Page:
By Carra Higgins
While parts of West Virginia were hammered Wednesday by the latest winter storm, this region came off relatively unscathed.
While the National Weather Service said 17 to 24 inches of snow were dumped in some areas in the eastern region, the highest total reported in southern West Virginia was 6 inches in Ronceverte and Richwood.
Although the snow was heavy and wet, the region was spared widespread power outages, for the most part.
However, the NWS said a chance for a bit more snow is possible today.
Greenbrier County remained under a winter storm watch through 6 a.m. today. An additional 2 to 6 inches is predicted, as well as wind gusts up to 40 miles per hour.
In Lewisburg, snow depth was reported at 3.3 inches.
Summers County also could see an additional 2 to 5 inches of snow and winds as high as 50 miles per hour through early this morning.
The rest of the region — including Raleigh, Nicholas and Fayette counties — could still receive some snow this morning; however, higher temperatures this afternoon will likely change the precipitation to rain.
Additional snow depth data from the NWS said Beckley received 1 inch; Flat Top, 5 inches; Hinton, 1.5 inches and Summersville, 1 inch.
Wednesday’s snowfall knocked out power to more than 2,000 customers in Greenbrier County, but by the afternoon Appalachian Power Co. reported all power restored, according to the company’s website.
Mon Power’s website noted as many as 500 customers were without electricity as of 6 p.m. in southern Greenbrier County. Further north, the number was greater.
Those in Greenbrier who are still without electricity or heat may go to a warming station at Rhema Christian Center, 3584 Davis Stuart Road, Lewisburg.
By Friday, residents should start seeing some sun as mild temperatures in the 50s move into the region for the weekend.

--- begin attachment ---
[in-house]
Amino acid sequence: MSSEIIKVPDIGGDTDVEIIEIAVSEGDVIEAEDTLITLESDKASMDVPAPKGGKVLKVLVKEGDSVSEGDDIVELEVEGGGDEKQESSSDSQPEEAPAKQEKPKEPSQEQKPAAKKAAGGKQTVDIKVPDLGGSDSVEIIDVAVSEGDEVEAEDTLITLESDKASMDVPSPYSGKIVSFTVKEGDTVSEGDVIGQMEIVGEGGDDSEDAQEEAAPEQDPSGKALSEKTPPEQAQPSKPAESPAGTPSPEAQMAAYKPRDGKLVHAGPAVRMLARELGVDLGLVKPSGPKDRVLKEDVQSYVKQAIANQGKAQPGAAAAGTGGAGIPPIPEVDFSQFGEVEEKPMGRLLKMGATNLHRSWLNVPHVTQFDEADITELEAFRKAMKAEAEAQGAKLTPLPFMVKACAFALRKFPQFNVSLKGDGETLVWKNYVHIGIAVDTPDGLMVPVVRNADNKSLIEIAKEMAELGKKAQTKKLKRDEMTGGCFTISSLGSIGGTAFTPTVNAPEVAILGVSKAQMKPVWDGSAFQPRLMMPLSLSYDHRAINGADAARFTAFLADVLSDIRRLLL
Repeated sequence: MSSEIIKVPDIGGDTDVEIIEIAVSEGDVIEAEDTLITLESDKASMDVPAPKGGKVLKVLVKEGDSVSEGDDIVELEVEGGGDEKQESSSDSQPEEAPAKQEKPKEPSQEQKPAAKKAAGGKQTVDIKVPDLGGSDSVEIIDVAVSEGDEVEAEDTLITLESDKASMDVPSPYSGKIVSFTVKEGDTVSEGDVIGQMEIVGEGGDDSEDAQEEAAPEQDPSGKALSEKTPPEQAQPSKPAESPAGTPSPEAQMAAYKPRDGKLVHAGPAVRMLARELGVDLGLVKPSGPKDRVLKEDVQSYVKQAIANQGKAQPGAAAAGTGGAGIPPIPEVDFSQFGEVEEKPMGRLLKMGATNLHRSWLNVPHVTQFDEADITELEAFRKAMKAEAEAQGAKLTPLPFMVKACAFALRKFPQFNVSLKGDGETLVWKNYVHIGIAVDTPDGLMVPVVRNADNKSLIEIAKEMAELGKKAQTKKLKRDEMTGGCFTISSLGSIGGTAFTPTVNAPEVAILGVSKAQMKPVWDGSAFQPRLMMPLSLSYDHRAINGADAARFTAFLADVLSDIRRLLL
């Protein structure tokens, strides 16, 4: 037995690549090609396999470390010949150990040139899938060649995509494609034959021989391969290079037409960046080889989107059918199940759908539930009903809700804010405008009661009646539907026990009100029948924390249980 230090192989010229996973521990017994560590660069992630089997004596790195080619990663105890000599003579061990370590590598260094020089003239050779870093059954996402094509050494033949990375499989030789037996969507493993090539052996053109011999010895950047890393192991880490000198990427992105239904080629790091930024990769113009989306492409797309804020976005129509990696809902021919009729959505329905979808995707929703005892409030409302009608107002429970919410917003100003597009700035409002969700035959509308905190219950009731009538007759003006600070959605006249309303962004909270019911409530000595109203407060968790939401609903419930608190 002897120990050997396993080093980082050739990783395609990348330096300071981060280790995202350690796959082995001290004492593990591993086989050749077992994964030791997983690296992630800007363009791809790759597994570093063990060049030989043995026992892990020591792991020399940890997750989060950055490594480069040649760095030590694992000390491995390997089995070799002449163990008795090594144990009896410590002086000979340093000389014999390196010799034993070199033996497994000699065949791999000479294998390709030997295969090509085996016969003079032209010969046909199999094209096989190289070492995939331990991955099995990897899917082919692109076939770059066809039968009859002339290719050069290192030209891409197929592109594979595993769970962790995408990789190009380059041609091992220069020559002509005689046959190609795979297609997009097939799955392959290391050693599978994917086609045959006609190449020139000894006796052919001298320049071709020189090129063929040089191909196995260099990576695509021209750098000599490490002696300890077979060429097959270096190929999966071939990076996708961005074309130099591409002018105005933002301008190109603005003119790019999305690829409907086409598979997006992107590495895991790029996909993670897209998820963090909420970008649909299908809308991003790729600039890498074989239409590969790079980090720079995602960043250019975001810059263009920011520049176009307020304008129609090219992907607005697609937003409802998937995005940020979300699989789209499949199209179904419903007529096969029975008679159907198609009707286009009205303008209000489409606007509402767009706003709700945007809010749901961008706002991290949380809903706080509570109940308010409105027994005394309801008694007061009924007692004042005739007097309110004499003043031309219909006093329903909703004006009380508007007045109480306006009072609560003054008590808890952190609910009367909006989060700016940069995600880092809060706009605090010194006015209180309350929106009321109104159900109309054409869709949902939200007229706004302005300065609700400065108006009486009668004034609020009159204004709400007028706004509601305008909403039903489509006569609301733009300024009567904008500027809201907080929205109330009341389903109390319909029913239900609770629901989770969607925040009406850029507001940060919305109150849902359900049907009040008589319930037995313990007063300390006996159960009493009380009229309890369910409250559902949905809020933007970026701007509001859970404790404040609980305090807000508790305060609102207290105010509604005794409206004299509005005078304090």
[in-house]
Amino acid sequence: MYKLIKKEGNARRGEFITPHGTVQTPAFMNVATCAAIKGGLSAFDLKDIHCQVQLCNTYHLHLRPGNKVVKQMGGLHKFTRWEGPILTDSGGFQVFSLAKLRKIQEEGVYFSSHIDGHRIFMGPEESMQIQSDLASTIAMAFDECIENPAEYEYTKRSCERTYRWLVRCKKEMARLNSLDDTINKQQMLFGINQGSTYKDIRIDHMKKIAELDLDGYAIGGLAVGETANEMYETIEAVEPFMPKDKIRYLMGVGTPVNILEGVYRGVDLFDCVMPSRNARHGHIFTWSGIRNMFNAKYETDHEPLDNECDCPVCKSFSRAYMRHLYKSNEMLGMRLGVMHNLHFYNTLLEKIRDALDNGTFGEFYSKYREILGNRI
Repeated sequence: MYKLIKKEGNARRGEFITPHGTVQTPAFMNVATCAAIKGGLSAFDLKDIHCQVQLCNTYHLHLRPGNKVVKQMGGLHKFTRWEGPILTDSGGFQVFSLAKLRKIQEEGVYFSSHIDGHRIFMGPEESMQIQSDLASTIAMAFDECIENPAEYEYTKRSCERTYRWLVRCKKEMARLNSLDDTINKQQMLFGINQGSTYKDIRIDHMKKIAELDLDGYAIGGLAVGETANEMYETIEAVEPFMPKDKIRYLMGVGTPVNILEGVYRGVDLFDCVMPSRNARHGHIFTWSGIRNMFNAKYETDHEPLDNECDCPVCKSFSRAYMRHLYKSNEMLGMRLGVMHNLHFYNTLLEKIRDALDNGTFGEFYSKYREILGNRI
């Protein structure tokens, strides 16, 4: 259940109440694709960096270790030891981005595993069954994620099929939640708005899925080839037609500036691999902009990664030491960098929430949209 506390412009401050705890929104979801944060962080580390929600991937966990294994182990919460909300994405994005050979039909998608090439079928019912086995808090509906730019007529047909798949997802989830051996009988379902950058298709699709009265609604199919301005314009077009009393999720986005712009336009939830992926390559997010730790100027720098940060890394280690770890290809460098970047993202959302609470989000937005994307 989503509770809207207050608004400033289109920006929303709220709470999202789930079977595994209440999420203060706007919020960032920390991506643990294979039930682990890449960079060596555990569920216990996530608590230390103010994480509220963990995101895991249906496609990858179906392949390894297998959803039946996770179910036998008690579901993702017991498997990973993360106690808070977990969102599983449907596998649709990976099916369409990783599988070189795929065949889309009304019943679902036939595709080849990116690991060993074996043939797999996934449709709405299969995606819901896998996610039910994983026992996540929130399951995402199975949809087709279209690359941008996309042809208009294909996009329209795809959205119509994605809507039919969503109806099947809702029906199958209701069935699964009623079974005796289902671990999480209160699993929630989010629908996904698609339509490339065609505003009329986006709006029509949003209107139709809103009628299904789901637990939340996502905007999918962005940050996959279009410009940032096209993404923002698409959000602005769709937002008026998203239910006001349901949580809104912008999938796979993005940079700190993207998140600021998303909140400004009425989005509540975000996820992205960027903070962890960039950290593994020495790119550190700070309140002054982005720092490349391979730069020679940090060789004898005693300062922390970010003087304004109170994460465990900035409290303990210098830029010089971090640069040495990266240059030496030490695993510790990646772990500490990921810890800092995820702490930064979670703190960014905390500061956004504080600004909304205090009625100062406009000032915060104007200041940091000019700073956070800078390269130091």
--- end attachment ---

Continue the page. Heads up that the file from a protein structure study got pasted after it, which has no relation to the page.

The Pendleton County community of Franklin received 24 inches of snow. Other snowfall totals in eastern parts of the state included 17 inches in Romney, 14 inches in Circleville and Slanesville, and 11 inches in Berkeley Springs.
In the eastern part of the state, the storm forced courts in Hampshire, Hardy and Pendleton counties to close, while Shepherd University canceled classes. The Jefferson County sheriff’s department asked motorists to stay off snow-clogged roads.
In the state’s central mountains, Shelly Groves has seen a constant coat of white on the ground ever since Superstorm Sandy dumped more than 2 feet in late October in the Nicholas County community of Craigsville.
“Nothing but snow,” Groves said Wednesday.
The Hardware: That’s Us store where she’s a cashier sold out of 384 bags of salt Wednesday and had steady sales of gas cans and propane. Although Craigsville was spared the full brunt of the storm, 6 inches still fell by midday — and everyone around is tired of it.
She may have to wait a bit longer. Old Man Winter has been known to hang around a lot longer than the traditional start of spring in these parts. In fact, Snowshoe Mountain resort, 77 miles to the east, announced Tuesday it was keeping its ski slopes open through March 31.
The Associated Press contributed to this report.